Hewlett Packard (HP) has claimed that Autonomy, the software group founded by Tipperary entrepreneur Mike Lynch, overstated profits at one of its main British units by 81 per cent in the year before it was sold to the global technology and services giant for $11.7 billion.
The US multinational has since written down the value of Autonomy by $8.8 billion and accused the company of accounting irregularities. Last week, it revealed new details about its claims by refiling financial accounts for this division.
Mr Lynch, who earned an estimated $800 million from the sale, has repeatedly denied the allegations. HP this week, according to Reuters, refiled 2010 accounts for Autonomy Systems Ltd, one of its main British units, and the revised accounts claim this company's annual revenue was £81 million, or 54 per cent less than previously stated.
Net profit, according to the new filing, was reduced from £86 million to £19.6 million. The net profit for Autonomy as a whole by comparison was about £132 million in 2010.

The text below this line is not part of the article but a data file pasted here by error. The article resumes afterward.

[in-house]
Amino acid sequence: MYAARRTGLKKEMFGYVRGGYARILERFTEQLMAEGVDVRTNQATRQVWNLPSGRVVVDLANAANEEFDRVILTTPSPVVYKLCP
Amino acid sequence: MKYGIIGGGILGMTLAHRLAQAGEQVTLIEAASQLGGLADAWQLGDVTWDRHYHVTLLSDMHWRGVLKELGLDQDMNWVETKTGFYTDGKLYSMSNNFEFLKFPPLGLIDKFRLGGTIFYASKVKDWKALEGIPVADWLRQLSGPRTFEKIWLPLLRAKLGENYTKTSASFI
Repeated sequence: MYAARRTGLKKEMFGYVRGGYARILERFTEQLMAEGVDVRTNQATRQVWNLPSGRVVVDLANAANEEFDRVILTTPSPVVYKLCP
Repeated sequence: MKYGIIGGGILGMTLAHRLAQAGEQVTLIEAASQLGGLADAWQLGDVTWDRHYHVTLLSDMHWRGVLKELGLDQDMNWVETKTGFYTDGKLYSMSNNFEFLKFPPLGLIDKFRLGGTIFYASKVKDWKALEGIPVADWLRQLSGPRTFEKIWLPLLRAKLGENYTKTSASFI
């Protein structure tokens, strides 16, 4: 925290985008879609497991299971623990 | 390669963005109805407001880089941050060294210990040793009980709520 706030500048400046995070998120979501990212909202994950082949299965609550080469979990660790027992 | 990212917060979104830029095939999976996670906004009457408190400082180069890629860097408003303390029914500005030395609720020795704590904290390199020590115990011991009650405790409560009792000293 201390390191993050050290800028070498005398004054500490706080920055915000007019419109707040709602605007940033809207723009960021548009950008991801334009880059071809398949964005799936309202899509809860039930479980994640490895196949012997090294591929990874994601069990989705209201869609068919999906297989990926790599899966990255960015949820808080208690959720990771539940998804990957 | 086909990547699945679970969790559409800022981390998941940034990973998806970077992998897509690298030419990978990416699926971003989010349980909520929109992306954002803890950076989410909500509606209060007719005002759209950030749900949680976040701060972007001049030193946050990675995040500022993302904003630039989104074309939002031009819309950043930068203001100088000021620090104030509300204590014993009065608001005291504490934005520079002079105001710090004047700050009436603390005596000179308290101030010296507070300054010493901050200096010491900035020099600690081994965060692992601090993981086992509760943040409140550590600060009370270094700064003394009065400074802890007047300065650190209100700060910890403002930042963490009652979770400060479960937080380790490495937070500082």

“The extensive investigations undertaken by Hewlett-Packard . . . into the past accounting practices of the group, have revealed extensive errors (including misstatements) in the previously issued financial statements,” the new accounts filed by HP said.
A spokesman for Mr Lynch, who hails from Carrick-on-Suir in Tipperary, said: “We continue to reject these allegations by HP.”
Mr Lynch has previously said that a factor in HP's allegations was differences between accounting rules in Britain and the United States.
Last year, Mr Lynch set up a new $1 billion venture capital firm called Invoke Capital. Its first investment estimated to be between $10 million and $20 million was in Darktrace, a cyber security firm.
Last month Darktrace hired UK surveillance expert Andrew France as chief executive. Mr France was previously deputy director for cyber defence operations at GCHQ, the British agency for signals intelligence, where he helped formulate the UK's national cyber defence strategy.